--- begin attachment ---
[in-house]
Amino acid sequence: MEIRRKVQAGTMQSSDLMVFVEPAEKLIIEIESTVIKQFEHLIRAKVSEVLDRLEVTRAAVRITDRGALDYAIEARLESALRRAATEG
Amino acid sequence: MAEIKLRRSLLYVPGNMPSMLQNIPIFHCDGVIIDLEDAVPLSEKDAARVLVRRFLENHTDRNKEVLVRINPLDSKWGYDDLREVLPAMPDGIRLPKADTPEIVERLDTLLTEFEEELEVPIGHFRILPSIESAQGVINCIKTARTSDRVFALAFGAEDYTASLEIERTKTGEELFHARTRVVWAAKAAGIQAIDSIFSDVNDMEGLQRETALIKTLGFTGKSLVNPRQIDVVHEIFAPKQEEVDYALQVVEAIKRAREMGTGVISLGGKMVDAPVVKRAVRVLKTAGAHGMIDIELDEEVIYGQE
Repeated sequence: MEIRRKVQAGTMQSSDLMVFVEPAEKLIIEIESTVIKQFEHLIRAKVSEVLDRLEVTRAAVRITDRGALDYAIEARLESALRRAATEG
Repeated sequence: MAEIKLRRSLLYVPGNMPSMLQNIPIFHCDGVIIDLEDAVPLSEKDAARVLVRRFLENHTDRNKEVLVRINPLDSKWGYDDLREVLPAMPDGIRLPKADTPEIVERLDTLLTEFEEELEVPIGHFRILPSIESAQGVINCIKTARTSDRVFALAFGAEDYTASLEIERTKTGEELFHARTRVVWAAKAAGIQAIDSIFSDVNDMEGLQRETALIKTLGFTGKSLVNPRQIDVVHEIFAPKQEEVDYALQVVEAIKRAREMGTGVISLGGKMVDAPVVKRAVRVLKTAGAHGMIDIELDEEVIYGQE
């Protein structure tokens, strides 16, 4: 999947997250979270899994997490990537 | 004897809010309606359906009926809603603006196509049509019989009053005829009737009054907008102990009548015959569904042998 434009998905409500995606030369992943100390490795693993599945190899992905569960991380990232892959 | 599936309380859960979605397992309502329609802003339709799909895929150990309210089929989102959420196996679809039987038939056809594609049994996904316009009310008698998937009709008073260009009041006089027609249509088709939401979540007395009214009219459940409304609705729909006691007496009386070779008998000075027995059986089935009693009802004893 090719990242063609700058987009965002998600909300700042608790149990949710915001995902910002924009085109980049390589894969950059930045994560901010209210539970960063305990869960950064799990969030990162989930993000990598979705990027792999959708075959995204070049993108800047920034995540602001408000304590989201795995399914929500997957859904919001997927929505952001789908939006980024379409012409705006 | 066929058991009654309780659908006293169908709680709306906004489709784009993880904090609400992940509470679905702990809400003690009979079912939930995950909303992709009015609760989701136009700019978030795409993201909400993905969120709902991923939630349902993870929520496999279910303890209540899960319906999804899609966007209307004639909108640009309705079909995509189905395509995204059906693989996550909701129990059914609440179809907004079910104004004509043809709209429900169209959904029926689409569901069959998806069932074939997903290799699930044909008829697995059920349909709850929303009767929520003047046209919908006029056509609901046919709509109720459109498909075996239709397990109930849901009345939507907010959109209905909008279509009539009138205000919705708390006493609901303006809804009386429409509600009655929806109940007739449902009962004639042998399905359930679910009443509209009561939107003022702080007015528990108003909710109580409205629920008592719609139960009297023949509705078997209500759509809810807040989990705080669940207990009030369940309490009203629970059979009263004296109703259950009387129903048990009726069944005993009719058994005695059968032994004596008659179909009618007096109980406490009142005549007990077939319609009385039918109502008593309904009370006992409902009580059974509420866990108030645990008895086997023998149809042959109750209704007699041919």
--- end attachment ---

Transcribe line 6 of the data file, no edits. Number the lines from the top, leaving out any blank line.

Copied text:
């Protein structure tokens, strides 16, 4: 999947997250979270899994997490990537 | 004897809010309606359906009926809603603006196509049509019989009053005829009737009054907008102990009548015959569904042998 434009998905409500995606030369992943100390490795693993599945190899992905569960991380990232892959 | 599936309380859960979605397992309502329609802003339709799909895929150990309210089929989102959420196996679809039987038939056809594609049994996904316009009310008698998937009709008073260009009041006089027609249509088709939401979540007395009214009219459940409304609705729909006691007496009386070779008998000075027995059986089935009693009802004893 090719990242063609700058987009965002998600909300700042608790149990949710915001995902910002924009085109980049390589894969950059930045994560901010209210539970960063305990869960950064799990969030990162989930993000990598979705990027792999959708075959995204070049993108800047920034995540602001408000304590989201795995399914929500997957859904919001997927929505952001789908939006980024379409012409705006 | 066929058991009654309780659908006293169908709680709306906004489709784009993880904090609400992940509470679905702990809400003690009979079912939930995950909303992709009015609760989701136009700019978030795409993201909400993905969120709902991923939630349902993870929520496999279910303890209540899960319906999804899609966007209307004639909108640009309705079909995509189905395509995204059906693989996550909701129990059914609440179809907004079910104004004509043809709209429900169209959904029926689409569901069959998806069932074939997903290799699930044909008829697995059920349909709850929303009767929520003047046209919908006029056509609901046919709509109720459109498909075996239709397990109930849901009345939507907010959109209905909008279509009539009138205000919705708390006493609901303006809804009386429409509600009655929806109940007739449902009962004639042998399905359930679910009443509209009561939107003022702080007015528990108003909710109580409205629920008592719609139960009297023949509705078997209500759509809810807040989990705080669940207990009030369940309490009203629970059979009263004296109703259950009387129903048990009726069944005993009719058994005695059968032994004596008659179909009618007096109980406490009142005549007990077939319609009385039918109502008593309904009370006992409902009580059974509420866990108030645990008895086997023998149809042959109750209704007699041919």